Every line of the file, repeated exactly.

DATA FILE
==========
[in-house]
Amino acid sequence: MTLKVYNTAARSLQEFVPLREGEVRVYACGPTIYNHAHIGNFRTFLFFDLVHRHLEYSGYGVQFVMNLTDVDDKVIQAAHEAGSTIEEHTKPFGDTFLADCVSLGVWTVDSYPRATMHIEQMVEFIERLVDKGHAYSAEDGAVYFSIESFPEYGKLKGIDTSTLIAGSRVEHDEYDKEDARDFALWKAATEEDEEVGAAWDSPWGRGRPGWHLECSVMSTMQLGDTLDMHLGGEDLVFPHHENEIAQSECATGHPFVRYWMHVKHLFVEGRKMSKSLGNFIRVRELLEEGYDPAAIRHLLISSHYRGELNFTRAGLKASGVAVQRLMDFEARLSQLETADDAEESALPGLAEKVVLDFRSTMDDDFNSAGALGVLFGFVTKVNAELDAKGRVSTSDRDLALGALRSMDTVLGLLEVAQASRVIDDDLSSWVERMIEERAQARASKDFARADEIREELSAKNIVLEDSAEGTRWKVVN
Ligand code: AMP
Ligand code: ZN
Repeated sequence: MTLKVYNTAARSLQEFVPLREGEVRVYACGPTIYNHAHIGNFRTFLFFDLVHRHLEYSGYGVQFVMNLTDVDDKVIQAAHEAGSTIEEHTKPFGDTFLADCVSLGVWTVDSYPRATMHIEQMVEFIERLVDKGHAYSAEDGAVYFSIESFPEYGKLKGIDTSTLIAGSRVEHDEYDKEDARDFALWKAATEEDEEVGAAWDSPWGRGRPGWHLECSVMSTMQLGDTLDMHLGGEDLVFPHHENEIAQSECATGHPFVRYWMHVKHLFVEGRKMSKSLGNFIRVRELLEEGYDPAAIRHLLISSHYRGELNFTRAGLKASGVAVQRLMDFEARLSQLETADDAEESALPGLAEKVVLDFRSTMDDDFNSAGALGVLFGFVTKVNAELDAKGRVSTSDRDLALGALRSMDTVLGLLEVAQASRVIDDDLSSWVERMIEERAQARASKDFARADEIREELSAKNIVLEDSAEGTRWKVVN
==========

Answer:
[in-house]
Amino acid sequence: MTLKVYNTAARSLQEFVPLREGEVRVYACGPTIYNHAHIGNFRTFLFFDLVHRHLEYSGYGVQFVMNLTDVDDKVIQAAHEAGSTIEEHTKPFGDTFLADCVSLGVWTVDSYPRATMHIEQMVEFIERLVDKGHAYSAEDGAVYFSIESFPEYGKLKGIDTSTLIAGSRVEHDEYDKEDARDFALWKAATEEDEEVGAAWDSPWGRGRPGWHLECSVMSTMQLGDTLDMHLGGEDLVFPHHENEIAQSECATGHPFVRYWMHVKHLFVEGRKMSKSLGNFIRVRELLEEGYDPAAIRHLLISSHYRGELNFTRAGLKASGVAVQRLMDFEARLSQLETADDAEESALPGLAEKVVLDFRSTMDDDFNSAGALGVLFGFVTKVNAELDAKGRVSTSDRDLALGALRSMDTVLGLLEVAQASRVIDDDLSSWVERMIEERAQARASKDFARADEIREELSAKNIVLEDSAEGTRWKVVN
Ligand code: AMP
Ligand code: ZN
Repeated sequence: MTLKVYNTAARSLQEFVPLREGEVRVYACGPTIYNHAHIGNFRTFLFFDLVHRHLEYSGYGVQFVMNLTDVDDKVIQAAHEAGSTIEEHTKPFGDTFLADCVSLGVWTVDSYPRATMHIEQMVEFIERLVDKGHAYSAEDGAVYFSIESFPEYGKLKGIDTSTLIAGSRVEHDEYDKEDARDFALWKAATEEDEEVGAAWDSPWGRGRPGWHLECSVMSTMQLGDTLDMHLGGEDLVFPHHENEIAQSECATGHPFVRYWMHVKHLFVEGRKMSKSLGNFIRVRELLEEGYDPAAIRHLLISSHYRGELNFTRAGLKASGVAVQRLMDFEARLSQLETADDAEESALPGLAEKVVLDFRSTMDDDFNSAGALGVLFGFVTKVNAELDAKGRVSTSDRDLALGALRSMDTVLGLLEVAQASRVIDDDLSSWVERMIEERAQARASKDFARADEIREELSAKNIVLEDSAEGTRWKVVN